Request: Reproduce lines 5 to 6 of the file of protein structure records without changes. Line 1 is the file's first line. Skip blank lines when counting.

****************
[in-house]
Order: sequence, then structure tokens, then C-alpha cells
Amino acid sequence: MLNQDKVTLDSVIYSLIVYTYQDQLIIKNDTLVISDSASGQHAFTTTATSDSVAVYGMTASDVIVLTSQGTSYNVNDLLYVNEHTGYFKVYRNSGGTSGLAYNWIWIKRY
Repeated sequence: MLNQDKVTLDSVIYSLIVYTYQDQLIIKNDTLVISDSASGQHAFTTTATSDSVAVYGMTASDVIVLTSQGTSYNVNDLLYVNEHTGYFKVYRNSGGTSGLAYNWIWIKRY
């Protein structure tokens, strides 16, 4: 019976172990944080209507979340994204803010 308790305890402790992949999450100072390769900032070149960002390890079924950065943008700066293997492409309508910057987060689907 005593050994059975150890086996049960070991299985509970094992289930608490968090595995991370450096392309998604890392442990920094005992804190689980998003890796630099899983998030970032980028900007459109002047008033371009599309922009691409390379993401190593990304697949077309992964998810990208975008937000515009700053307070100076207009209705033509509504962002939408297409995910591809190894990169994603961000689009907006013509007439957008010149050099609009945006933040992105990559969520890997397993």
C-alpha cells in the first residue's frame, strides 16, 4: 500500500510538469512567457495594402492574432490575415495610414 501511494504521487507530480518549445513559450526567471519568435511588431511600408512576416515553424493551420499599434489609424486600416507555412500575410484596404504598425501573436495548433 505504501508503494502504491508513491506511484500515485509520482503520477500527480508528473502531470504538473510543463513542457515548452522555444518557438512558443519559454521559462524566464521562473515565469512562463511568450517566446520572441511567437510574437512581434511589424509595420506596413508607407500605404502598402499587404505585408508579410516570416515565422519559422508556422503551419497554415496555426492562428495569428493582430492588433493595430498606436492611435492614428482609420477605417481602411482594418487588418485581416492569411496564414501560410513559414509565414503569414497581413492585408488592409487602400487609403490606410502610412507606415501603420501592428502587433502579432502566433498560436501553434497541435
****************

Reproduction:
């Protein structure tokens, strides 16, 4: 019976172990944080209507979340994204803010 308790305890402790992949999450100072390769900032070149960002390890079924950065943008700066293997492409309508910057987060689907 005593050994059975150890086996049960070991299985509970094992289930608490968090595995991370450096392309998604890392442990920094005992804190689980998003890796630099899983998030970032980028900007459109002047008033371009599309922009691409390379993401190593990304697949077309992964998810990208975008937000515009700053307070100076207009209705033509509504962002939408297409995910591809190894990169994603961000689009907006013509007439957008010149050099609009945006933040992105990559969520890997397993």
C-alpha cells in the first residue's frame, strides 16, 4: 500500500510538469512567457495594402492574432490575415495610414 501511494504521487507530480518549445513559450526567471519568435511588431511600408512576416515553424493551420499599434489609424486600416507555412500575410484596404504598425501573436495548433 505504501508503494502504491508513491506511484500515485509520482503520477500527480508528473502531470504538473510543463513542457515548452522555444518557438512558443519559454521559462524566464521562473515565469512562463511568450517566446520572441511567437510574437512581434511589424509595420506596413508607407500605404502598402499587404505585408508579410516570416515565422519559422508556422503551419497554415496555426492562428495569428493582430492588433493595430498606436492611435492614428482609420477605417481602411482594418487588418485581416492569411496564414501560410513559414509565414503569414497581413492585408488592409487602400487609403490606410502610412507606415501603420501592428502587433502579432502566433498560436501553434497541435